A lot of people portray great whites as brutal human killers. But a new study suggests that shark attacks victims are actually misunderstood.
The vicious marine beasts can confuse humans for their natural prey – seals – because they look the same when viewed from below, the research reveals.
Experts in Australia used “shark sight” to determine how seals or humans on surfboards look when looking up at a silhouette of water’s surface.
They cleverly manipulated footage of swimmers and seals to look like a shark would.
Researchers concluded that sharks may mistake an oval-shaped surfboard as the body of a seal and a human’s arms or legs as the seal’s limbs.
They are completely colour blind or at best have only limited colour perception – and this makes it hard for them to make the distinction.
Researchers in Sydney report that sharks aren’t intentionally attacking humans, but mix them with seals. They’re colourblind and don’t know the difference.
Great white shark (Carcharodon Carcharias). White shark attacks on humans can be rare but they can cause the need to use lethal shark mitigation methods, which can have devastating effects on population numbers.
The largest predatory shark in the ocean is the white shark (Carcharodon Carcharias).
Great white sharks can grow up to 20 feet in length and weigh up to 6,600 lbs. They live for approximately 30 years.
Great white sharks have serrated, blade-like teeth. The upper jaw contains a row with 23-28 teeth while the lower jaw has 20-25 teeth. These triangular-shaped teeth can reach as high as 6.6 inches.
They are very curious and will often poke their heads out of the water or follow boats. However, white shark attacks on humans are rare.
The research looked specifically at juvenile white sharks (Carcharodon carcharias), which can be found in the coastal surface waters of all the major oceans.
‘We looked specifically at juvenile sharks and that’s because they are responsible for the majority of fatal bites on humans,’ study author Laura Ryan at Macquarie University, Sydney told AAP.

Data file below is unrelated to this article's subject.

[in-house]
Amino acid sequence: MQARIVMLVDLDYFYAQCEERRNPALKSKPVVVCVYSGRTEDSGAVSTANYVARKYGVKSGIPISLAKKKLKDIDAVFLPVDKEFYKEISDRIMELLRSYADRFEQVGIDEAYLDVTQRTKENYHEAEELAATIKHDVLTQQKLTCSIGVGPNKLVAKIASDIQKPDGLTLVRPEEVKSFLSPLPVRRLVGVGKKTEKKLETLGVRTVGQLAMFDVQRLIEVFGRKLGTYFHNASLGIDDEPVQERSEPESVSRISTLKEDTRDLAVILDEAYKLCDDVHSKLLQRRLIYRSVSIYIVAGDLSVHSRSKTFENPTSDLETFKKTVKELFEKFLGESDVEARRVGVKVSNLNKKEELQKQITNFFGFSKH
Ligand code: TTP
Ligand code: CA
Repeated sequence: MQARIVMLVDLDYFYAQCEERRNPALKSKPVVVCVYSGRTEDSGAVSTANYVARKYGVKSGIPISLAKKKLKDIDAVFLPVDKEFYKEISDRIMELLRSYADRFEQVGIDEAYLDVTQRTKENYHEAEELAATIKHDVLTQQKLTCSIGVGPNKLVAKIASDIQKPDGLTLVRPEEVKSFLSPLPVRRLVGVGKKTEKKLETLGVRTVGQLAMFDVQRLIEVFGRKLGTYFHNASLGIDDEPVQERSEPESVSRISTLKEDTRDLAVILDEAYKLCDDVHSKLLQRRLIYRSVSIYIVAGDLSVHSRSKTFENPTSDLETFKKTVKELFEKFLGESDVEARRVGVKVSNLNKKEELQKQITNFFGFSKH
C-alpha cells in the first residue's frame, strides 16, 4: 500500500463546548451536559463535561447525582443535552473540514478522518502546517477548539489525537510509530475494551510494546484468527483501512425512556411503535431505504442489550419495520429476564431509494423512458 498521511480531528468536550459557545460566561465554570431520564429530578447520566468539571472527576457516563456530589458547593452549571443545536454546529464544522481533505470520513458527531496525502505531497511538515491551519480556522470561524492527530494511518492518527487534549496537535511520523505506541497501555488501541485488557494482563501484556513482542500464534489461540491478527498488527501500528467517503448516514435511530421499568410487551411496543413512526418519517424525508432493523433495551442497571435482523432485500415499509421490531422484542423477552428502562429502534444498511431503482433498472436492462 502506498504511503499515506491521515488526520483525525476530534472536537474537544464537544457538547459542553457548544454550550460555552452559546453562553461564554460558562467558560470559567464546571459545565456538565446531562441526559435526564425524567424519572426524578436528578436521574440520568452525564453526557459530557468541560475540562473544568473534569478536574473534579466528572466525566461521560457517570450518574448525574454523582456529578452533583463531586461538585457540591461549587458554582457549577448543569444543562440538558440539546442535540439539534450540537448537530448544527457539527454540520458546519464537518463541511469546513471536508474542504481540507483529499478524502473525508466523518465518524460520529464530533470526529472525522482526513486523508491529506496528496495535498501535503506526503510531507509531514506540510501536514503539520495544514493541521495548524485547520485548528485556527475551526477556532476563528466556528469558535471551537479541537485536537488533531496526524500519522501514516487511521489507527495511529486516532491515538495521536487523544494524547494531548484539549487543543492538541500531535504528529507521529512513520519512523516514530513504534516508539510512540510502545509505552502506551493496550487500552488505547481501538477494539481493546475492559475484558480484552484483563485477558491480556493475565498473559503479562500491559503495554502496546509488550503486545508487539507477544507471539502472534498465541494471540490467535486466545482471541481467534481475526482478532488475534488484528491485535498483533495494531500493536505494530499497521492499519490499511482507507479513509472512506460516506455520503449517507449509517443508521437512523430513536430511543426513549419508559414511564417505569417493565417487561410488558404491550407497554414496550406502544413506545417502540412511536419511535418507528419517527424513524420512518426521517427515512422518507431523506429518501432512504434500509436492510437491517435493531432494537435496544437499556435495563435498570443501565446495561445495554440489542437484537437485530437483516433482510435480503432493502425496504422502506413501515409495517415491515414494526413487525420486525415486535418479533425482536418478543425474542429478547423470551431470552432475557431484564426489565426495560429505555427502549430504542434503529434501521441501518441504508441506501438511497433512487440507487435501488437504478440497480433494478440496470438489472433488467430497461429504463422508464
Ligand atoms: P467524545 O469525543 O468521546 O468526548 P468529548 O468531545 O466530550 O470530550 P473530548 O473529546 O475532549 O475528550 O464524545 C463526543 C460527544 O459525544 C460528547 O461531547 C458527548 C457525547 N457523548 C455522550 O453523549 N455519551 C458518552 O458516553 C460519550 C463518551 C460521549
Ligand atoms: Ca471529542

“Until now, the potential similarities between humans and seals have been evaluated based upon human vision.
“However white sharks have lower visual acuity than we, meaning they cannot see fine detail and lack colour vision.
Juveniles are less able to see than adults because their eyes have yet to grow to full size like the rest.
The researchers used footage from two sea lions, one fur seal, and humans “doggy-paddling” with a surfboard for the study.
They used sea scooters and mounted cameras to observe how sharks perceive stimuli atop the water.
This data was then pumped into a virtual visual system that analysed the short clips and viewed as shark’s retina would see it – in black and white and without much clarity.
Dead ringer? Below is a surfer at Bondi Beach in Sydney, Australia. The feet look stumpy and resemble the lower limbs a seal’s.
Two Australian sea lions (Neophoca cinerea, pictured) were captured on video. One fur seal from New Zealand (Arctocephalus Forsteri) was also recorded.
The shark neuroscience data was used to create filters for the video footage. Then, the team created modelling programs to simulate how a juvenile shark would process the shapes and movements of different objects.
They found that motion cues of humans swimming, humans surfing and seals swimming did little to differ.
Researchers found that juvenile white sharks cannot distinguish between seals from humans because of their poor visual acuity.
Dr Ryan, a neuroscientist is interested in shark attacks and surfing.
She said, “The fear of being bitten or bitten by sharks crosses your mind.” “And so, for me, understanding helps me to push those thoughts aside when they occur, since I can rationalise that they are very rare events.
Researchers are currently looking at other ways to alter the way sharks perceive different silhouettes, such as LED lights.